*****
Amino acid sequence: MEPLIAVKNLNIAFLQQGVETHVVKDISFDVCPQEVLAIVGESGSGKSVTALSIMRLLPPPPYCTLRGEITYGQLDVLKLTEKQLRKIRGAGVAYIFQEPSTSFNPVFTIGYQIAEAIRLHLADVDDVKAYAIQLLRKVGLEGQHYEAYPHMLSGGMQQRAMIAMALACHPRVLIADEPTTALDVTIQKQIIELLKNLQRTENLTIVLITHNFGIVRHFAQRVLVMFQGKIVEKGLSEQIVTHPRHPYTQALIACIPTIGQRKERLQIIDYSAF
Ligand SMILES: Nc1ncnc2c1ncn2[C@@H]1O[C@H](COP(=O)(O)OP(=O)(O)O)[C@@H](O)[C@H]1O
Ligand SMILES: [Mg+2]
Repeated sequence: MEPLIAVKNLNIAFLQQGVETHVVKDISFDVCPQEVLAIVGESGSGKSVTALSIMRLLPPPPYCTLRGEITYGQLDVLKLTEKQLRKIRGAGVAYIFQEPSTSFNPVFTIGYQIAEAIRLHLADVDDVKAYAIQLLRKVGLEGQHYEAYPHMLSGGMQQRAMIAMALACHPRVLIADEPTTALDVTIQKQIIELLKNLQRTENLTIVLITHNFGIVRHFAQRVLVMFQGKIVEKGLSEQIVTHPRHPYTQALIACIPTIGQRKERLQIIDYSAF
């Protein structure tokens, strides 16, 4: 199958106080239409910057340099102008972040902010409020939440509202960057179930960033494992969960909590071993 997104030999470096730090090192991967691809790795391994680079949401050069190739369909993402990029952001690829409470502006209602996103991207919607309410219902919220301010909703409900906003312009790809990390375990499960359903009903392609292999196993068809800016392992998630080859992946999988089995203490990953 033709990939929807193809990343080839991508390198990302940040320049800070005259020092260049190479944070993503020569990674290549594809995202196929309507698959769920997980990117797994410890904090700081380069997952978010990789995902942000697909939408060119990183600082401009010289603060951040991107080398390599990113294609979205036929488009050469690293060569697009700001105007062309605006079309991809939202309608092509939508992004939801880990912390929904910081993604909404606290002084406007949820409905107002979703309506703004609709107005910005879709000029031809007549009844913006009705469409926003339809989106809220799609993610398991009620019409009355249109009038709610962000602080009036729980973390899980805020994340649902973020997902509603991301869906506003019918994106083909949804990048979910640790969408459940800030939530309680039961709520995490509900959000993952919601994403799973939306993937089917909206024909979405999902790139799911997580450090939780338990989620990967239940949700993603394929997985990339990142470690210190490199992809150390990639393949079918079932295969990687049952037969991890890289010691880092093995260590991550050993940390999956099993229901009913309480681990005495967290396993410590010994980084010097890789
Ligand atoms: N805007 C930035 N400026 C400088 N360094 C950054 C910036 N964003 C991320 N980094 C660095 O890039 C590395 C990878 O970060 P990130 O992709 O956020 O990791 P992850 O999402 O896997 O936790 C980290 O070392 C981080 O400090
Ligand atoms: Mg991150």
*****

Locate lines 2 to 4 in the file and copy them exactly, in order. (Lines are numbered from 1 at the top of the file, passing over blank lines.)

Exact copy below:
Ligand SMILES: Nc1ncnc2c1ncn2[C@@H]1O[C@H](COP(=O)(O)OP(=O)(O)O)[C@@H](O)[C@H]1O
Ligand SMILES: [Mg+2]
Repeated sequence: MEPLIAVKNLNIAFLQQGVETHVVKDISFDVCPQEVLAIVGESGSGKSVTALSIMRLLPPPPYCTLRGEITYGQLDVLKLTEKQLRKIRGAGVAYIFQEPSTSFNPVFTIGYQIAEAIRLHLADVDDVKAYAIQLLRKVGLEGQHYEAYPHMLSGGMQQRAMIAMALACHPRVLIADEPTTALDVTIQKQIIELLKNLQRTENLTIVLITHNFGIVRHFAQRVLVMFQGKIVEKGLSEQIVTHPRHPYTQALIACIPTIGQRKERLQIIDYSAF